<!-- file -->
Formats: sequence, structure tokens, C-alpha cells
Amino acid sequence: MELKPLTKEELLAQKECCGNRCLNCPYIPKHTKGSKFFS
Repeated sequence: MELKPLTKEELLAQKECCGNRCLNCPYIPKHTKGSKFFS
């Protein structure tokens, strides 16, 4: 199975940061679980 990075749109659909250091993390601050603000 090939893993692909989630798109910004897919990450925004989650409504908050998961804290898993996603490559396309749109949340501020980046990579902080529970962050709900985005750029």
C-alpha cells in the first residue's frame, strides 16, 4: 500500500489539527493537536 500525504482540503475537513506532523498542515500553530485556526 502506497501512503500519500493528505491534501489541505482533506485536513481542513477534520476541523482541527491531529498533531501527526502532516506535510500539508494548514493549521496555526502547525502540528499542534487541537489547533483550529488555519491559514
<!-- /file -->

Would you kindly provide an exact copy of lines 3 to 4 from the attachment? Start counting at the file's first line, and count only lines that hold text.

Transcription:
Repeated sequence: MELKPLTKEELLAQKECCGNRCLNCPYIPKHTKGSKFFS
């Protein structure tokens, strides 16, 4: 199975940061679980 990075749109659909250091993390601050603000 090939893993692909989630798109910004897919990450925004989650409504908050998961804290898993996603490559396309749109949340501020980046990579902080529970962050709900985005750029």